and transparent containers.
Photostability Testing of New Drug Substances and Products B. Analysis of Samples
At the end of the exposure period, the samples should be examined for any changes in
physical properties (e.g., appearance, clarity, or color of solution) and for assay and
degradants by a method suitably validated for products likely to arise from
photochemical degradation processes.
Where solid drug substance samples are involved, sampling should ensure that a
representative portion is used in individual tests. Similar sampling considerations,
such as homogenization of the entire sample, apply to other materials that may not be
homogeneous after exposure. The analysis of the exposed sample should be
performed concomitantly with that of any protected samples used as dark controls if
these are used in the test.
C. Judgement of Results
The forced degradation studies should be designed to provide suitable information to
develop and validate test methods for the confirmatory studies. These test methods
should be capable of resolving and detecting photolytic degradants that appear during
the confirmatory studies. When evaluating the results of these studies, it is
important to recognize that they form part of the stress testing and are not therefore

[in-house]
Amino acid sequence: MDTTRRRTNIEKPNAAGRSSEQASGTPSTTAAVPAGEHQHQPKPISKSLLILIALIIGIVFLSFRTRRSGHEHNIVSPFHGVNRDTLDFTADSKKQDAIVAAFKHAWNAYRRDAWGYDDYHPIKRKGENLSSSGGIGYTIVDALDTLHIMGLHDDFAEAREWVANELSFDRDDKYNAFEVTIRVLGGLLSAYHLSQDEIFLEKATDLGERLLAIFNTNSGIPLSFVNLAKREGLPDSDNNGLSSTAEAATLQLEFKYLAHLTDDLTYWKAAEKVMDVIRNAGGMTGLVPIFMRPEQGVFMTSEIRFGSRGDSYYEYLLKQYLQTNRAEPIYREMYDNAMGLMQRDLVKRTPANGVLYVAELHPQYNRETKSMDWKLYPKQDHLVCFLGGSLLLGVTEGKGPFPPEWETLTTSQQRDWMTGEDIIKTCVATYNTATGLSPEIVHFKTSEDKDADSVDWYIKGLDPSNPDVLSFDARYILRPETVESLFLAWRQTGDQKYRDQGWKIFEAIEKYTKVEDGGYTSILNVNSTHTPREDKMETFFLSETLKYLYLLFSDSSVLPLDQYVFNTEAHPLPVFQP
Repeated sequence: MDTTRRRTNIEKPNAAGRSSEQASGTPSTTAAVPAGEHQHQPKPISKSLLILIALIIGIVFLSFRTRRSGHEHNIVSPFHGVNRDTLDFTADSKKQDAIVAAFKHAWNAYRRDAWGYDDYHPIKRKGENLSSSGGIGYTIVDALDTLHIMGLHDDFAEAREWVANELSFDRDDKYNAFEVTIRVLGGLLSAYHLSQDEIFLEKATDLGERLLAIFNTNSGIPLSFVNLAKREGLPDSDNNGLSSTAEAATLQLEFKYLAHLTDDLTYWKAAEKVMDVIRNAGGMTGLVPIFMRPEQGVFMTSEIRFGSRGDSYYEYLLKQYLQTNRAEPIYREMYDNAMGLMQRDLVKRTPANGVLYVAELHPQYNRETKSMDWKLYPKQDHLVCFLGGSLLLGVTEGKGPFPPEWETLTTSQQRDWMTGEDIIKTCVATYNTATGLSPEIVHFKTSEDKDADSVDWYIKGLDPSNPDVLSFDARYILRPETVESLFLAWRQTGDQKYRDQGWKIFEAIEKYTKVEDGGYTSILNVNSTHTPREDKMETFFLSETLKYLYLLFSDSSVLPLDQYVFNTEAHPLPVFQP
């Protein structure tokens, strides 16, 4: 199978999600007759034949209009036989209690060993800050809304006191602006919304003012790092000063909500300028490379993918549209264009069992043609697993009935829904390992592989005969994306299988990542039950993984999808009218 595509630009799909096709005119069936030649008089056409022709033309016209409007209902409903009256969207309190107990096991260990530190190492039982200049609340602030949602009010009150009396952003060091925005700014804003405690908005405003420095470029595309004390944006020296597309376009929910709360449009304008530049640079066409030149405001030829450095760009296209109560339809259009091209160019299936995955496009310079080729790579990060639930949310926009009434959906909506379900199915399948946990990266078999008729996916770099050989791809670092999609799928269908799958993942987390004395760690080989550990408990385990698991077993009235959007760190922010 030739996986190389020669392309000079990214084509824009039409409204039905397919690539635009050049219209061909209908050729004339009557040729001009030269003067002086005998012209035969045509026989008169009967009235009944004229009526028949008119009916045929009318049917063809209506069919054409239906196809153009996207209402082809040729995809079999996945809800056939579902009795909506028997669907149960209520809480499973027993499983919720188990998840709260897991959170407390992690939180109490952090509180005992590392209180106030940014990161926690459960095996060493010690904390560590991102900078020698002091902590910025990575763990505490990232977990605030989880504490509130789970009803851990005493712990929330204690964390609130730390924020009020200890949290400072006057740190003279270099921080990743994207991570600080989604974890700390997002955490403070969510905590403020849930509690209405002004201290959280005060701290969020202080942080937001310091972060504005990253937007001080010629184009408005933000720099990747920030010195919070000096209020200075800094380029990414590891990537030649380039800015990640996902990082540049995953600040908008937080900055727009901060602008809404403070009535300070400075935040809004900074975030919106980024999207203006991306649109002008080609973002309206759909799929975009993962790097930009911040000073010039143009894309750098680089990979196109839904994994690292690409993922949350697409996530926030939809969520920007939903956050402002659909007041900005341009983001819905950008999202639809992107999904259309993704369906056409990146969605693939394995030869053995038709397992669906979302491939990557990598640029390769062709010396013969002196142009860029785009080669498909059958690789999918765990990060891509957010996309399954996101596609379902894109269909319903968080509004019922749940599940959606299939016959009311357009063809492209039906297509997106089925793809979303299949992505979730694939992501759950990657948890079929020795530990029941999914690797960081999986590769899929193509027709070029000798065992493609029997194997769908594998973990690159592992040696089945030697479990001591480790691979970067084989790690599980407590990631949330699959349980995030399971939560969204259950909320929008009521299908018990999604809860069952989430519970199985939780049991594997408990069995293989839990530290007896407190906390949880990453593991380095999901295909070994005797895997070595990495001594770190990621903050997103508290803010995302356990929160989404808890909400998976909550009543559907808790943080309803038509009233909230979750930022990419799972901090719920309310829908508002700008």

designed to establish qualitative or quantitative limits for change.
The confirmatory studies should identify precautionary measures needed in
manufacturing or in formulation of the drug product, and if light resistant packaging
is needed. When evaluating the results of confirmatory studies to determine whether
change due to exposure to light is acceptable, it is important to consider the results
from other formal stability studies in order to assure that the drug will be within
justified limits at time of use (see the relevant ICH Stability and Impurity
Guidelines).
3. DRUG PRODUCT
Normally, the studies on drug products should be carried out in a sequential manner
starting with testing the fully exposed product then progressing as necessary to the
product in the immediate pack and then in the marketing pack. Testing should
progress until the results demonstrate that the drug product is adequately protected
from exposure to light. The drug product should be exposed to the light conditions
described under the procedure in section I.C.
Normally, only one batch of drug product is tested during the development phase, and
then the photostability characteristics should be confirmed on a single batch selected
as described in the Parent Guideline if the product is clearly photostable or
photolabile. If the results of the confirmatory study are equivocal, testing of up to two
additional batches should be conducted.
For some products where it has been demonstrated that the immediate pack is
completely impenetrable to light, such as aluminium tubes or cans, testing should
normally only be conducted on directly exposed drug product.
It may be appropriate to test certain products such as infusion liquids, dermal creams,
etc., to support their photostability in-use. The extent of this testing should depend
on and relate to the directions for use, and is left to the applicant’s discretion.